The moment you type ‘Fermented Rice Water’ in the Google search bar, about 1,80,00,000 results pop up in 0.43 seconds. It’s proof of how popular a beauty buzzword it is. But this technique was hardly born on the Internet, as opposed to many millennial beauty trends that began on Instagram.
This ritual dates back to ancient Japan, when court ladies would immerse their hair in Yu-Su-Ru, aka fermented rice water, to promote hair growth. This technique recently blew up on YouTube, courtesy of beauty bloggers and influencers. But its efficacy is still a bit of a debate. Here, we breakdown what it is and how it can help protect your mane glory.
So, What Is it?
As the name suggests, it’s fermented water obtained from washing rice. To make the same, you need equal parts rice and water, a strainer, and an empty jar. Start by pouring rice into a cup of water, and stir until the water turns milky white. Then, strain the water in a jar and leave it for up to 48 hours to ferment—you’ll know it’s ready when it starts smelling sour.
Rice water is rich in vitamins and amino acids, two things known to increase hair growth. Other claims include soft, shiny locks that are strong, it soothes the scalp and treats damaged hair, and also reduces dandruff.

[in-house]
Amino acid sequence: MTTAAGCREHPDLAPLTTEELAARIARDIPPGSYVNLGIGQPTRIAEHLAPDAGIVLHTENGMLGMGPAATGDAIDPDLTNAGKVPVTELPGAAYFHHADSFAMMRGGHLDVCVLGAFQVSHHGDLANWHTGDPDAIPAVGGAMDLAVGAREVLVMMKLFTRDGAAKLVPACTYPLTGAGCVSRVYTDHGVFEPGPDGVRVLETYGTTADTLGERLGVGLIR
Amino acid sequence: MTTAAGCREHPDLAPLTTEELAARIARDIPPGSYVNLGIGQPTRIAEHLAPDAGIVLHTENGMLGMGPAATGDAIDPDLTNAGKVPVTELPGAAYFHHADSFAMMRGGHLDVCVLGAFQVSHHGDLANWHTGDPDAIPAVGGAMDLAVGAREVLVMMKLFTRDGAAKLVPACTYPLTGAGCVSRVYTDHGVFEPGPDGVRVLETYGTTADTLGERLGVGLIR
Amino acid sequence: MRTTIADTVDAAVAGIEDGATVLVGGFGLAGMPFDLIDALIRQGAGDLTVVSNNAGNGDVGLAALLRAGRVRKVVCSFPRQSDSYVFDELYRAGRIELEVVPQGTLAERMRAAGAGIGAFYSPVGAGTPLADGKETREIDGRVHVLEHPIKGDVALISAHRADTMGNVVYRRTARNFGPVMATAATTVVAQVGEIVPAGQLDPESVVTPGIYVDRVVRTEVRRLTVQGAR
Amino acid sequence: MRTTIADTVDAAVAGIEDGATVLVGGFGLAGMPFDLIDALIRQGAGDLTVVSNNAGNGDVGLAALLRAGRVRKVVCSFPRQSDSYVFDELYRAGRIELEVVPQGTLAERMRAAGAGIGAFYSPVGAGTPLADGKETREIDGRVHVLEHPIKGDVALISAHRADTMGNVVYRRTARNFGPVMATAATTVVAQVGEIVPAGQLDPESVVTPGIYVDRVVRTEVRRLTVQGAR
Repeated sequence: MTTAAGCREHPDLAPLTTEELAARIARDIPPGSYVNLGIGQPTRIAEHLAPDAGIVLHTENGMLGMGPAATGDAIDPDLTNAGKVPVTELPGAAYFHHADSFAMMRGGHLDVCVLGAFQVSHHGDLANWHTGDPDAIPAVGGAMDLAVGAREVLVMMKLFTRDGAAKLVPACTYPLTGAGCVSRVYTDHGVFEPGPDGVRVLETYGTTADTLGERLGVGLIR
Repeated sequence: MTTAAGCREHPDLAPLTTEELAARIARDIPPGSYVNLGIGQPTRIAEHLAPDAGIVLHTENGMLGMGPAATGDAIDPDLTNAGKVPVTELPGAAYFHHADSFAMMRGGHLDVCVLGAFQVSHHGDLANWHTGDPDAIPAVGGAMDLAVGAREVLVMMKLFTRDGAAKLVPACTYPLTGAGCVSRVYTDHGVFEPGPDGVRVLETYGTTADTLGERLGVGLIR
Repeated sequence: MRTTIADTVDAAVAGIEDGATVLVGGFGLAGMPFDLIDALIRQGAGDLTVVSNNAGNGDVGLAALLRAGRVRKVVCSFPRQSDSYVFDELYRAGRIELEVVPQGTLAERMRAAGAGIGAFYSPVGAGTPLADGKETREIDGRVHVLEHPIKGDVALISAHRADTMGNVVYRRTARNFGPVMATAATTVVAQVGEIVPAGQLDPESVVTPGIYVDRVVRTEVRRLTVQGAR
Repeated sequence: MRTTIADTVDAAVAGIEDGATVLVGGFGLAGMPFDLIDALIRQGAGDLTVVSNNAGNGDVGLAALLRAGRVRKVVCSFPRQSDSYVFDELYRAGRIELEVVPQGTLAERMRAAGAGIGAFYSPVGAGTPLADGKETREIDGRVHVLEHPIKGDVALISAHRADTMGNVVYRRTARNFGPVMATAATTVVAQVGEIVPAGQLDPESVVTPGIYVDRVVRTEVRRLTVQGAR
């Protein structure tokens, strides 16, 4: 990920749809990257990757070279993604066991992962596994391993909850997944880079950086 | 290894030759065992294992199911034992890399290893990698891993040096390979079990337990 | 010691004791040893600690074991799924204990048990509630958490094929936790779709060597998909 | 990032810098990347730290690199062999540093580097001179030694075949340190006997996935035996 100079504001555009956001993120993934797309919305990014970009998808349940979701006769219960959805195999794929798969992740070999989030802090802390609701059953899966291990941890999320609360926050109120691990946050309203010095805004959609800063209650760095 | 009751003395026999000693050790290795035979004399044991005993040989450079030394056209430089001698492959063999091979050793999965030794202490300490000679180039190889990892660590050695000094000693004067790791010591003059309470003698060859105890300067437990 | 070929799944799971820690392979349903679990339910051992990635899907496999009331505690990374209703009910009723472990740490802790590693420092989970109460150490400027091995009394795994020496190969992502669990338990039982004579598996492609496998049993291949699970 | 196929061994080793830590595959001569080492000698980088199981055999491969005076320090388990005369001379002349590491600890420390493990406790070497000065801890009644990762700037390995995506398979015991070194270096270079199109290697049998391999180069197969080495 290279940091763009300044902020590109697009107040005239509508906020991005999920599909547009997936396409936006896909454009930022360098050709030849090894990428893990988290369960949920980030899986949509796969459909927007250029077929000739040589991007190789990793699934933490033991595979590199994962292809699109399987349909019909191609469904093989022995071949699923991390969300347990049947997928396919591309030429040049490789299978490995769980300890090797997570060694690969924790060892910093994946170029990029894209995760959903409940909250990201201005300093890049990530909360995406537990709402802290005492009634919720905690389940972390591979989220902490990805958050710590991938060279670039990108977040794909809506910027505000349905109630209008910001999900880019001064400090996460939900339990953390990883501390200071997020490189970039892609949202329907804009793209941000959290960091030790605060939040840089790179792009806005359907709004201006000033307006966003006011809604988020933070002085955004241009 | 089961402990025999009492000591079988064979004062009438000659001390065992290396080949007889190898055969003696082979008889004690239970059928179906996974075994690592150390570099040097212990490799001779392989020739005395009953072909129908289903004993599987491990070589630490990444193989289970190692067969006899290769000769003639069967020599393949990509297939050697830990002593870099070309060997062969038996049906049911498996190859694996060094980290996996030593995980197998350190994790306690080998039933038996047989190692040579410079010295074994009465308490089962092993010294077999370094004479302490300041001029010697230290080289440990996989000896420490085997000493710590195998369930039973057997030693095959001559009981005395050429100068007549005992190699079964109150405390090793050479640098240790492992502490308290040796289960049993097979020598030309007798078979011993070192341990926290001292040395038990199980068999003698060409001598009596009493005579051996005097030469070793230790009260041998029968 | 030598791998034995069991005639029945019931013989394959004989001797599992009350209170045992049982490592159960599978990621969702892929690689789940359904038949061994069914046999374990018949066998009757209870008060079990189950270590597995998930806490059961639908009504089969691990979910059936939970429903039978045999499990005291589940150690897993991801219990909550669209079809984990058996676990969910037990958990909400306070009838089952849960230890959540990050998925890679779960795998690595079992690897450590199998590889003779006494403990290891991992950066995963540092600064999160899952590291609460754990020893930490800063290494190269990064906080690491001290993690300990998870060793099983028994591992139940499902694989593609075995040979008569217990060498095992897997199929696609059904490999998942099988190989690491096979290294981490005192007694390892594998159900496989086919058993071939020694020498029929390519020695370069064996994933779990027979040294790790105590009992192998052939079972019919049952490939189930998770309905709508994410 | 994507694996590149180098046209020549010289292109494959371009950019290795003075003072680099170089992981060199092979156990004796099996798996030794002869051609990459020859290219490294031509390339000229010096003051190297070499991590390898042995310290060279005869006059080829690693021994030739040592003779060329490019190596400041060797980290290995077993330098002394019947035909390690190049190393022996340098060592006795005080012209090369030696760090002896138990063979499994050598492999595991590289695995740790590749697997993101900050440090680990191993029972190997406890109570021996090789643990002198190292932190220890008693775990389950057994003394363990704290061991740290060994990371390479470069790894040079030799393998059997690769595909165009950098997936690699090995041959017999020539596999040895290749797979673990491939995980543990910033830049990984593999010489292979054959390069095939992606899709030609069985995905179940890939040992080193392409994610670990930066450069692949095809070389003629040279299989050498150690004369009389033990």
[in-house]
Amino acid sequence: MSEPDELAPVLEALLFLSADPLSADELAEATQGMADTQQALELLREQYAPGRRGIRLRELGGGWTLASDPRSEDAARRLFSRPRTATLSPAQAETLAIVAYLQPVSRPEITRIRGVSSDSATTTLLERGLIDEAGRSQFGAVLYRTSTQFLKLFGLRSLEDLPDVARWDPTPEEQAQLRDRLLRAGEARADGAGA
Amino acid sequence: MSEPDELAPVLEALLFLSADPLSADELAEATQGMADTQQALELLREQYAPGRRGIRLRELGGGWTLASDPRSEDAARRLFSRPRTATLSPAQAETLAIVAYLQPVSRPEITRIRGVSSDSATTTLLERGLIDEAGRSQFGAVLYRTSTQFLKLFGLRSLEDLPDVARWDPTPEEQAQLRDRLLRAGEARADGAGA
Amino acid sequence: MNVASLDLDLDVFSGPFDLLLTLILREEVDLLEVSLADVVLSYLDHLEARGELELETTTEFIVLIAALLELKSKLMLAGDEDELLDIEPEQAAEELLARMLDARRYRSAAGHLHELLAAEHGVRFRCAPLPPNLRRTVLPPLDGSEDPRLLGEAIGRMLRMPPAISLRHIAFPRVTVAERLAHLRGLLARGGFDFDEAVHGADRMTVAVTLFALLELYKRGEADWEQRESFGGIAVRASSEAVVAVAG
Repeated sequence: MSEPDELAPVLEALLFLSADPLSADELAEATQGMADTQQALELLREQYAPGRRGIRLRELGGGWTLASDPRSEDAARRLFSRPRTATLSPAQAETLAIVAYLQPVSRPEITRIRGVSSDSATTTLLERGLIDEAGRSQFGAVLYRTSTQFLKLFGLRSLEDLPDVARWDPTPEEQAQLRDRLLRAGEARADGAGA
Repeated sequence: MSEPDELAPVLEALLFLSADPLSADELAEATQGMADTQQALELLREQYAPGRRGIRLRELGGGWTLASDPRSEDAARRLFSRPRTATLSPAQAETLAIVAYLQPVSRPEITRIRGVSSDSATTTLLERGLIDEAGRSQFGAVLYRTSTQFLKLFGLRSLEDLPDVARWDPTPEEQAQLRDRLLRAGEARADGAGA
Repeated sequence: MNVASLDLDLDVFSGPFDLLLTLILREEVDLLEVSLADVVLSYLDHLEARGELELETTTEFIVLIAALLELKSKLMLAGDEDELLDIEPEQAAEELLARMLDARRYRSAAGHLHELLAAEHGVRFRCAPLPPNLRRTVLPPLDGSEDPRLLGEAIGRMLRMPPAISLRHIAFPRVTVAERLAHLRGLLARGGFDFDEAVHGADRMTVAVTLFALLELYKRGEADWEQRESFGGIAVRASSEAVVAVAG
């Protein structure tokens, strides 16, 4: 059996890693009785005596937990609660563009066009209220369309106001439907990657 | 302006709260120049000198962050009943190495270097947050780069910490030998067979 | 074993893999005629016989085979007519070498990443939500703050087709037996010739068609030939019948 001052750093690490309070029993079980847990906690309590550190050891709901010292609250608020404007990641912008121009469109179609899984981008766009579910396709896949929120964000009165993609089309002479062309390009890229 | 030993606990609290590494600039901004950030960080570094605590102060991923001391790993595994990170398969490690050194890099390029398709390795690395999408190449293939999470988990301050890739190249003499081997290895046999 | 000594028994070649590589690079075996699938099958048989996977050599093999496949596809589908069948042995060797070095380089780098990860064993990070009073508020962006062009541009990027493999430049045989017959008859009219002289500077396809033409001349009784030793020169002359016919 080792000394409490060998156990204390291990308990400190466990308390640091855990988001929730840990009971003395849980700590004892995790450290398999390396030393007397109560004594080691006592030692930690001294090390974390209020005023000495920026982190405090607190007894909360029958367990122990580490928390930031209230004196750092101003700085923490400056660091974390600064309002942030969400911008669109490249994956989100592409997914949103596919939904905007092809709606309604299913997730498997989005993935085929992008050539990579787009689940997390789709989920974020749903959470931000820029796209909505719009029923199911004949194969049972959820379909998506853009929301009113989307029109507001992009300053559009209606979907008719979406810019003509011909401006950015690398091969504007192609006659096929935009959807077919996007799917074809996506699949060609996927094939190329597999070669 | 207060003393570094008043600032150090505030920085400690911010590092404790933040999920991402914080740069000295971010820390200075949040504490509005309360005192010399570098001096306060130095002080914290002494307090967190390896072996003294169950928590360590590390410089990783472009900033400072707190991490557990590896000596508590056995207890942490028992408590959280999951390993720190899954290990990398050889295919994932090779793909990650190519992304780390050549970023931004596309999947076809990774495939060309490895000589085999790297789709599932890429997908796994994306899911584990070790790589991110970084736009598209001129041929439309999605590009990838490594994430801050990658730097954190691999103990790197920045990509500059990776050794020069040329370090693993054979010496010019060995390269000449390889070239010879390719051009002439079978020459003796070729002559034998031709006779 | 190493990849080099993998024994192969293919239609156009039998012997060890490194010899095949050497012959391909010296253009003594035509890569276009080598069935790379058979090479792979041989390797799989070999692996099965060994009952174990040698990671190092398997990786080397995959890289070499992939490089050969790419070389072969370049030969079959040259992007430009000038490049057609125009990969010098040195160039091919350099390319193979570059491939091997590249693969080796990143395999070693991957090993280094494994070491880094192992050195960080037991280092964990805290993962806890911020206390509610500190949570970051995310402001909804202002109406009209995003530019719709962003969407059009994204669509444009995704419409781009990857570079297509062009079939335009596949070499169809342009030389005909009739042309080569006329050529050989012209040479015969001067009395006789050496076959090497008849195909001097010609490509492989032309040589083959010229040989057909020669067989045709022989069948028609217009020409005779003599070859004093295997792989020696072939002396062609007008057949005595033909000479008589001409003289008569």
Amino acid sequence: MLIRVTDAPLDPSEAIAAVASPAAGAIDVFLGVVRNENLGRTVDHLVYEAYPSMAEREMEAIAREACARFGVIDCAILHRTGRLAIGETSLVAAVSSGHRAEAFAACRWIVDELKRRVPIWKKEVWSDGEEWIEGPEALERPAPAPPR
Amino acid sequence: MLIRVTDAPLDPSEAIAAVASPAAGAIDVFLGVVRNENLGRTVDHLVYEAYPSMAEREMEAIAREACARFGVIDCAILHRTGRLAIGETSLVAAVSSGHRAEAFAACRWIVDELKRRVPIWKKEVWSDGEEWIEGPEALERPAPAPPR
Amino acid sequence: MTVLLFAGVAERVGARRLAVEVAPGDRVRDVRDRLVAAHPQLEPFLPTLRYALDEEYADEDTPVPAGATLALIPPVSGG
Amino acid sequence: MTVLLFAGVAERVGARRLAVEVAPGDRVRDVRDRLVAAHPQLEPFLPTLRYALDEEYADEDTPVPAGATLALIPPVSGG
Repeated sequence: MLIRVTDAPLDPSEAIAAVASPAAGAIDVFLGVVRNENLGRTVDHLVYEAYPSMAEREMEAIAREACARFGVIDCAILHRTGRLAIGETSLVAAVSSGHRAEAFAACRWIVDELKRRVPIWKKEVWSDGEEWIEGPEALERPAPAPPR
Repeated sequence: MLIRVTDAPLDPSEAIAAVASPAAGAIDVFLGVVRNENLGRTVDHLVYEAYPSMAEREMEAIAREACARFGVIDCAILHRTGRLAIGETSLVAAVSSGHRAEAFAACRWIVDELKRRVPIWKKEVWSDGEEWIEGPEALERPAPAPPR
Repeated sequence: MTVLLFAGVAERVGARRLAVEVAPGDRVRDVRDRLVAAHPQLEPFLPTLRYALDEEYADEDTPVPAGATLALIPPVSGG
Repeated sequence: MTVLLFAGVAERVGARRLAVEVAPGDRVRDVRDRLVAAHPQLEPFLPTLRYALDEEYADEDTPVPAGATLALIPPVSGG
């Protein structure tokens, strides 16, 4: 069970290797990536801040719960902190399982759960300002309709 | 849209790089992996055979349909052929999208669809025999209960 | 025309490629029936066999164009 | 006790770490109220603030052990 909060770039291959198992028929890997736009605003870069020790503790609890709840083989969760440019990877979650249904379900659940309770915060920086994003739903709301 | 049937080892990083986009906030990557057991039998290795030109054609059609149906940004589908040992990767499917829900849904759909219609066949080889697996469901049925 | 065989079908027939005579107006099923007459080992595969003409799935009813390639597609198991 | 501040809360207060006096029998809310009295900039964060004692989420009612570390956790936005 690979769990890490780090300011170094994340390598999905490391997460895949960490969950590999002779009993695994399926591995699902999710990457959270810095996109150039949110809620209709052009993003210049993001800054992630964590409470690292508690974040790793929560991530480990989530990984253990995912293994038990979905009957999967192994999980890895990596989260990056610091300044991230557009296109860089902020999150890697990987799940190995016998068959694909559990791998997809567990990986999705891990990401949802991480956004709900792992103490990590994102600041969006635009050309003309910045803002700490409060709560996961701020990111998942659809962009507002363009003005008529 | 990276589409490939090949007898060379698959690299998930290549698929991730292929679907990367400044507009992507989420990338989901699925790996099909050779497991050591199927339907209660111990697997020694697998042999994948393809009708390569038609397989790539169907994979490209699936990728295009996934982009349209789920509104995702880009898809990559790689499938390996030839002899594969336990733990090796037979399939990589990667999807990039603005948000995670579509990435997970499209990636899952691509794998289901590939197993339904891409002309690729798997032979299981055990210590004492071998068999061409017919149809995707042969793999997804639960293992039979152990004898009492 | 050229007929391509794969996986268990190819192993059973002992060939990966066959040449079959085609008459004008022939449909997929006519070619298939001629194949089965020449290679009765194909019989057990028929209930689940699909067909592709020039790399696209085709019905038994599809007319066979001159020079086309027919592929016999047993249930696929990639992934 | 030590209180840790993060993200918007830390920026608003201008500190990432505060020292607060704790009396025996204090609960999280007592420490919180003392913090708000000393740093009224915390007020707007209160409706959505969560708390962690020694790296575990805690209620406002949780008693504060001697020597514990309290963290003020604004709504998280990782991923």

Does It Actually Work?
We asked Dr Jaisrhee Sharad, celebrity cosmetic dermatologist and international trainer for aesthetic procedures, to weigh in. “Fermented rice water I not a fad. It’s an ancient procedure that actually works,” Dr Jaishree says, adding, “A major part of our hair is made of a protein called keratin. A blend of 18 amino acids, keratin is essential for hair growth. Fermented rice water has about eight of these vital amino acids.”
“Using this treatment as a post-shampoo rinse or a leave-in treatment saves hair from breakage, as it brings down the friction between hair strands and lends them the much-needed elasticity. Besides amino acids, rice water is also rich in Vitamins B, C, and E—together they boost hair regeneration. Plus, the selenium mineral present in fermented rice water makes a great anti-dandruff remedy,” she adds.